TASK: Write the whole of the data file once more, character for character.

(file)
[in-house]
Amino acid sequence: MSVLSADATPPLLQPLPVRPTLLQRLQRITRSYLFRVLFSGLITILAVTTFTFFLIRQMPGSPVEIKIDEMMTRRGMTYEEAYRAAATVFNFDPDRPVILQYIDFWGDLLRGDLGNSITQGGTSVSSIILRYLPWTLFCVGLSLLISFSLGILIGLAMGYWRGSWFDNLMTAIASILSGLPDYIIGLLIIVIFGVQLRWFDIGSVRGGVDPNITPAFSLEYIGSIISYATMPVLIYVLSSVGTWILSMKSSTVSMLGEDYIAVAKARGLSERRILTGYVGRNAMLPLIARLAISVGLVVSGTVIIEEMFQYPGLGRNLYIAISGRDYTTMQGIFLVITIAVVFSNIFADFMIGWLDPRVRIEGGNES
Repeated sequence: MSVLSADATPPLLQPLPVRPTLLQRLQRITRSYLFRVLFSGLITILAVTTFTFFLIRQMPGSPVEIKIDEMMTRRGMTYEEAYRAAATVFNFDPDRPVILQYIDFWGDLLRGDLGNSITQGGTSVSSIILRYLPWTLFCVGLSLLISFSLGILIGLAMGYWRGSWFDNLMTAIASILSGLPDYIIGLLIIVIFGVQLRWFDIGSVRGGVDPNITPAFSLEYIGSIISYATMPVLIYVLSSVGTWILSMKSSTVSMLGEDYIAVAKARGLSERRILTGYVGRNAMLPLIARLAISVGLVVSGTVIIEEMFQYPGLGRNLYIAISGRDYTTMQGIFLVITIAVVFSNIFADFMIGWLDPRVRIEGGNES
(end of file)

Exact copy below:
[in-house]
Amino acid sequence: MSVLSADATPPLLQPLPVRPTLLQRLQRITRSYLFRVLFSGLITILAVTTFTFFLIRQMPGSPVEIKIDEMMTRRGMTYEEAYRAAATVFNFDPDRPVILQYIDFWGDLLRGDLGNSITQGGTSVSSIILRYLPWTLFCVGLSLLISFSLGILIGLAMGYWRGSWFDNLMTAIASILSGLPDYIIGLLIIVIFGVQLRWFDIGSVRGGVDPNITPAFSLEYIGSIISYATMPVLIYVLSSVGTWILSMKSSTVSMLGEDYIAVAKARGLSERRILTGYVGRNAMLPLIARLAISVGLVVSGTVIIEEMFQYPGLGRNLYIAISGRDYTTMQGIFLVITIAVVFSNIFADFMIGWLDPRVRIEGGNES
Repeated sequence: MSVLSADATPPLLQPLPVRPTLLQRLQRITRSYLFRVLFSGLITILAVTTFTFFLIRQMPGSPVEIKIDEMMTRRGMTYEEAYRAAATVFNFDPDRPVILQYIDFWGDLLRGDLGNSITQGGTSVSSIILRYLPWTLFCVGLSLLISFSLGILIGLAMGYWRGSWFDNLMTAIASILSGLPDYIIGLLIIVIFGVQLRWFDIGSVRGGVDPNITPAFSLEYIGSIISYATMPVLIYVLSSVGTWILSMKSSTVSMLGEDYIAVAKARGLSERRILTGYVGRNAMLPLIARLAISVGLVVSGTVIIEEMFQYPGLGRNLYIAISGRDYTTMQGIFLVITIAVVFSNIFADFMIGWLDPRVRIEGGNES